Inspired to Accept a Friendly Compromise

A friend, who refused to take no for an answer, wins one last genial debate from the world beyond.

By Jerry D. Johnson, Loudon, Tennessee

As appeared in

Thanks, Jerry!” Jay called from his front door. I waved to him from the forsythia bush I was clipping. No thanks necessary, I thought.

My friend Jay W. Steele had always taken excellent care of his property—until his osteoporosis made it impossible. Now that spring had arrived here in east Tennessee, his yard was looking rougher than ever. The grass had reached ankle-length, and weeds were choking out his flower beds.

That wouldn’t do. So, I’d gone over unannounced one afternoon and got to work.

By dusk the yard was back in shape. As I was loading my tools into my truck, Jay walked up and held out two bills—a 50 and a 10.

“Jay, I didn’t do this to get paid!” I said.

“You know me,” Jay replied. “I repay kindness.”

It was true—Jay never forgot to acknowledge favors. He would pay for gas if you drove him to the doctor, and if you brought food over to the house, you’d always receive a special gift as a token of appreciation when you least expected it.

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But I did this yard work out of friendship. It didn’t feel right to take money for it.

“Really, Jay. I can’t take it!”

“Okay,” Jay said. But the second I turned away he shoved the bills in my shirt pocket.

“Whoa!” I laughed, fishing it out. “We’ll make a friendly compromise,” I said. “How about just the ten?”

Jay finally relented. That time. Once a week, I stopped by his place to spruce up the yard. We must have sounded like a broken record to his neighbors, always going back and forth about the payment until Jay agreed to give me only ten dollars.

“It’s enough to cover the gas for my truck and the lawn mower,” I said one Saturday when Jay was being particularly stubborn.

“I guess we can call it even, then,” he agreed. Finally! I thought.

Tending Jay’s yard was a lot easier after he agreed to my “price.” I enjoyed the work. Season after season, I’d tend to the plants and keep the lawn looking trim. Then, in September, just as the leaves began to fall from his maple trees, Jay went into the hospital for quadruple bypass surgery. He didn’t make it.

After the funeral, Jay’s family prepared the property to be sold. I performed my usual yard work for the last time. I mowed the lawn and ran the edger along the walkway. I raked up the autumn leaves. After I finished, I gathered my tools and loaded one after another into my truck.

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As I bent over for the clippers, I noticed something tossing in the breeze on the ground. I refused to leave one leaf on my friend’s lawn. I had to laugh, thinking that for once, I wouldn’t have to accept the “friendly compromise” Jay and I had settled on. This time, my friend, you have no choice.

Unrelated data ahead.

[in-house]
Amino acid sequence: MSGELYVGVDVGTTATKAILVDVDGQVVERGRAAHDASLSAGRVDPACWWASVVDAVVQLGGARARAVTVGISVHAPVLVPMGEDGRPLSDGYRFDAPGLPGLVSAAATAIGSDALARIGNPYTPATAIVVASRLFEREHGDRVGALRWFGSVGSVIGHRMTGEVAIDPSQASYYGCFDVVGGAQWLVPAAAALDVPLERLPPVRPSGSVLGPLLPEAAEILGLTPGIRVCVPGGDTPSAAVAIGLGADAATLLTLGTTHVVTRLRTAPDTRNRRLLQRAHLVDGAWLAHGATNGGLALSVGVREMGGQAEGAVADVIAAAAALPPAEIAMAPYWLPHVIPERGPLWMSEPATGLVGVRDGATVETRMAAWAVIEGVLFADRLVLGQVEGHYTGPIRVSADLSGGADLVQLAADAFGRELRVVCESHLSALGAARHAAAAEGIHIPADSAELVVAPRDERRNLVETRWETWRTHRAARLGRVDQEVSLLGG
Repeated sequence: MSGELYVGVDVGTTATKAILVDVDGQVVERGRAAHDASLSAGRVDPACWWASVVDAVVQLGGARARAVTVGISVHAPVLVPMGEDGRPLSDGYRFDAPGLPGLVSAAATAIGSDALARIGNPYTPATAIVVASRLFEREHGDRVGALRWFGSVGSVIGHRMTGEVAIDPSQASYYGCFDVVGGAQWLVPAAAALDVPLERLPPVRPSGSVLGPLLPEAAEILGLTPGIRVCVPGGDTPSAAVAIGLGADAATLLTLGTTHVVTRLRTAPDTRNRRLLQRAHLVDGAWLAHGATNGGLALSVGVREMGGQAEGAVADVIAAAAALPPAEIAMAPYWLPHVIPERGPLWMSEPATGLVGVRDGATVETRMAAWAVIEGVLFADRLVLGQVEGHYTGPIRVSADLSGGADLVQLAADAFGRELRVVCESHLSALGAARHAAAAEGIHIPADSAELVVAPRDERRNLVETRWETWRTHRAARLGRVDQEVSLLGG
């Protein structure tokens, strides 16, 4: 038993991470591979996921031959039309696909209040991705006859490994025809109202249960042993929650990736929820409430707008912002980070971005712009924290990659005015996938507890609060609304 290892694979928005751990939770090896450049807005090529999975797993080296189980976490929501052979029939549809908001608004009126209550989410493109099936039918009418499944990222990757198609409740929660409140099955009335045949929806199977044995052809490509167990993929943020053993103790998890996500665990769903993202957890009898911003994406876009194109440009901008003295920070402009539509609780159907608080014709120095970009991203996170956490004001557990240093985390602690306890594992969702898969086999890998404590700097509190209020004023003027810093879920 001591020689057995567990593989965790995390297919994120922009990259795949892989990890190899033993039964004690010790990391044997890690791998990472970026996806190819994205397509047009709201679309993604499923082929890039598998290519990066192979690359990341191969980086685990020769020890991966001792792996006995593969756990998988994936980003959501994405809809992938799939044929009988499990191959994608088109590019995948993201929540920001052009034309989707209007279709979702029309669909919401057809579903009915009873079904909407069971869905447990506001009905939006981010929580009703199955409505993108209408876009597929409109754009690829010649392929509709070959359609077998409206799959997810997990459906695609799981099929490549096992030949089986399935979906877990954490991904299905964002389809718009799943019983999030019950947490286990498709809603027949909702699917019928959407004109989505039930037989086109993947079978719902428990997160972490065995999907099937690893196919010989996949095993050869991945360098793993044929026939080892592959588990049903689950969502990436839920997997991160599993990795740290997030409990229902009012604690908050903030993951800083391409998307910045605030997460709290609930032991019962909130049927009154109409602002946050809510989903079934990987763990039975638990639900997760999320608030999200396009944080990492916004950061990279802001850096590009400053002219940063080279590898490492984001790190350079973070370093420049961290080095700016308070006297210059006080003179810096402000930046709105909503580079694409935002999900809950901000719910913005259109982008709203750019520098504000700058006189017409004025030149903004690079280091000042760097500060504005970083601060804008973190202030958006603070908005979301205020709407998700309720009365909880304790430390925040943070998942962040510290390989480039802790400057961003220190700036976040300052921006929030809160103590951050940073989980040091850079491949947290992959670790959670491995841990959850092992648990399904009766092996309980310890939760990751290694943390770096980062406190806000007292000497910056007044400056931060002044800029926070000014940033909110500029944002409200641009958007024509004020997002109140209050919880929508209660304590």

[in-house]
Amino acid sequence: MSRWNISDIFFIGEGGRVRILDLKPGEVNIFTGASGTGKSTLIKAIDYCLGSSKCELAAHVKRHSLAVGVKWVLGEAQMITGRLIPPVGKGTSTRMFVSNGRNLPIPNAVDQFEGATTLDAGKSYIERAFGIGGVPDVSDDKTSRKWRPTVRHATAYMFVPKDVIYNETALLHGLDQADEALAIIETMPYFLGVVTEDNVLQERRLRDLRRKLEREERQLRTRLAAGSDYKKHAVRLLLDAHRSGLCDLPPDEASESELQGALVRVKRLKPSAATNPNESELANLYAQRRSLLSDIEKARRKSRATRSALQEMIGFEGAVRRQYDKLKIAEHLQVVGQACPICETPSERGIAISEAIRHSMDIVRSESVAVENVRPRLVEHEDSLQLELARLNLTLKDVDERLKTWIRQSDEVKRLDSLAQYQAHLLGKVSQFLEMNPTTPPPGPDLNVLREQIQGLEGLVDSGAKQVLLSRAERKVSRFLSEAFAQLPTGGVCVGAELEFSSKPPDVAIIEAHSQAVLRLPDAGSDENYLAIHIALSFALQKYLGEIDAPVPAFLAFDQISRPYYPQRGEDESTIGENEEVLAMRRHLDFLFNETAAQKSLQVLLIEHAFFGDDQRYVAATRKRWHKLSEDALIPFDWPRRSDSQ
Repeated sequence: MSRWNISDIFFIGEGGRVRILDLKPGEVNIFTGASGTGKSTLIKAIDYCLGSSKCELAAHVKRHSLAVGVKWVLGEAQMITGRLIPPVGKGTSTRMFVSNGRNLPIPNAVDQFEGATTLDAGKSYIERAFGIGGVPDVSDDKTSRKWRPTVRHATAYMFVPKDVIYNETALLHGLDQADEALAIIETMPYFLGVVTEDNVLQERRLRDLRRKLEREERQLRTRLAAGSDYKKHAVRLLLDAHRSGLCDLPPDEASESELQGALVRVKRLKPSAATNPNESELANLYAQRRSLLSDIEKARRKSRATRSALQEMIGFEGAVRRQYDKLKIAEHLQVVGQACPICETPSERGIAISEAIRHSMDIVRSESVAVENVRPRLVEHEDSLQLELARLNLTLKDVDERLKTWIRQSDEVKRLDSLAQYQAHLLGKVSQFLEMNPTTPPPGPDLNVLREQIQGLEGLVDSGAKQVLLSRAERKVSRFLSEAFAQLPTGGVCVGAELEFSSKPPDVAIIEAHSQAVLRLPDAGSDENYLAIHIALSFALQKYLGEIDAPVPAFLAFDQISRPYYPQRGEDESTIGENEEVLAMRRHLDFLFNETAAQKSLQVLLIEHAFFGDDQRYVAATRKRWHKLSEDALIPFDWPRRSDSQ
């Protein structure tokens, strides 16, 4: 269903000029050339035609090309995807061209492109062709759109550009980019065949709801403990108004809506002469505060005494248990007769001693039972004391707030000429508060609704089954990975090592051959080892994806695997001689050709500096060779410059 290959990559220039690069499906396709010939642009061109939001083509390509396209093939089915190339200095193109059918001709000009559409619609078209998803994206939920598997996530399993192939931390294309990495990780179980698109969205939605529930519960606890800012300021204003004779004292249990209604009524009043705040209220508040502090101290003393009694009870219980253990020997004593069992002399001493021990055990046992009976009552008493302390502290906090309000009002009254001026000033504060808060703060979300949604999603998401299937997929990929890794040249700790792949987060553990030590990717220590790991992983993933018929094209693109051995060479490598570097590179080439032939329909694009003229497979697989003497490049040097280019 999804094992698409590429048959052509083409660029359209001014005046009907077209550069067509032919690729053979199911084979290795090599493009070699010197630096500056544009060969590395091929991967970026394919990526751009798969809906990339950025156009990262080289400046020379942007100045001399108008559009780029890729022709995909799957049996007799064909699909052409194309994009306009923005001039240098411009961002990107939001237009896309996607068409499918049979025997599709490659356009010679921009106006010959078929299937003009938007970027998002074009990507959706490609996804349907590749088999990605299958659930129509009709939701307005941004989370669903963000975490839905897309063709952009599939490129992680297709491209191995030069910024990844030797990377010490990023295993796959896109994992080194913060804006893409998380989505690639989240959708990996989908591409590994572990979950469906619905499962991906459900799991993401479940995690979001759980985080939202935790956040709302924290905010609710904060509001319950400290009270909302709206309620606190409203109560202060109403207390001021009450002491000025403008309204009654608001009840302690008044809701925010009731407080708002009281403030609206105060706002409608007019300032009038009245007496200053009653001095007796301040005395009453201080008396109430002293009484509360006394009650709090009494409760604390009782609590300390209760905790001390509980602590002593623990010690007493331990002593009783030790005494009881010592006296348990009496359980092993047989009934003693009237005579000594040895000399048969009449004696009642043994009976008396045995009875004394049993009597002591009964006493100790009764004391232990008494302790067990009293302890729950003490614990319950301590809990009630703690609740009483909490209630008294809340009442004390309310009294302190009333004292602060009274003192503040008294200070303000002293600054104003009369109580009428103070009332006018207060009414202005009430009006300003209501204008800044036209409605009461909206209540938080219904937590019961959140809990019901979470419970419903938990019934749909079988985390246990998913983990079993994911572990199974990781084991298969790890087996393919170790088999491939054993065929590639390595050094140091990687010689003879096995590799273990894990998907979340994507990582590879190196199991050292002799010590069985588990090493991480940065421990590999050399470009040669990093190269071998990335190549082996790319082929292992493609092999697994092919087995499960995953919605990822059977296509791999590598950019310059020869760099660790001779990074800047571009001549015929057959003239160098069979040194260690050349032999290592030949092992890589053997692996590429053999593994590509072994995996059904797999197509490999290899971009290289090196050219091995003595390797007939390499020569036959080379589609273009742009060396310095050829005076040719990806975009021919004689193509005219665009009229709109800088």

The breeze blew the stray leaf closer, until it came to a rest right at my feet. I reached to pick it up and leave Jay’s yard pristine, just the way he liked it. But this was no leaf. There on the ground was a faded ten-dollar bill. A thank-you, if ever there was one.

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J.W. Steele..."Jay", was my grandfather! My Dad, for all intensive purposes, really. One of the greatest men to walk this earth. He was kind, loving, big hearted, giving, and NEVER met a stranger. Everyone who knew Jay, felt like they "knew" Jay. You could talk to him, joke with him, and be yourself around him. But most of all, you could trust him, and know that if you ever needed anything, he would be there for you. My mom and dad divorced when I was very young, and I moved in with Jay and my grandmother, "Nanny", and even though it was different for me growing up with my grandparents when I was a kid, I will soon be 40, and I now consider myself one lucky kid to have been raised in such a unique household. The generation gap was there, but now I appreciate it...the big band music, Elvis Presley on 8 track, 78 records, Lawrence Welk, The Waltons on name it. It's things that I now share with my nine year old daughter, who, thankfully, got to know her great gandparents for five years before they passed. She especially go to to know Jay. Nanny passed in March of 2008, and Jay in September of 2008, so in that six months, my daughter, Sydnee and I, spent lots of extra time with Jay, trying to fill in the void that my grandmother had left after her passing. But, even we couldn't fill that empty hole in Jay's heart. Let's face it, after forty six years together, nothing could have. Losing Jay to what I chalk up to a "broken heart", is the hardset thing I have ever been through in my life. Losing Nanny was hard, but she had been sick for so long, I was more at peace when she passed, because I was "prepared" for it, I guess. Jay's happened so suddenly, and I can still hear him calling me '"Babe", which was his endearing term he used for all the girls in the family, telling me everything would be ok after his surgery. It was for a little while. But I think back to my grandmothers funeral, when Jay asked everyone to leave except for me, himself, and my grandmother all dressed up in her casket...He said it had alwasys been us three, and it needed to be us three at the end. He kissed me on the forehead, and then he kissed my grandmother on the forehead and said " I'll see you soon, Babe. I love you." I knew from that day, it wouldn't be long that I would be losing the greatest man that I had ever known. I am so glad that my stepfather, Jerry Johnson, was able to share such a wonderful story of how much Jay ahd touched him, and that Jay, wasn't going to let him get away with grooming the yard without paying last time. One special angel...That's my Jay...That's OUR Jay!!! Love you forever and the best grandfather/father a girl could have ever asked for!!!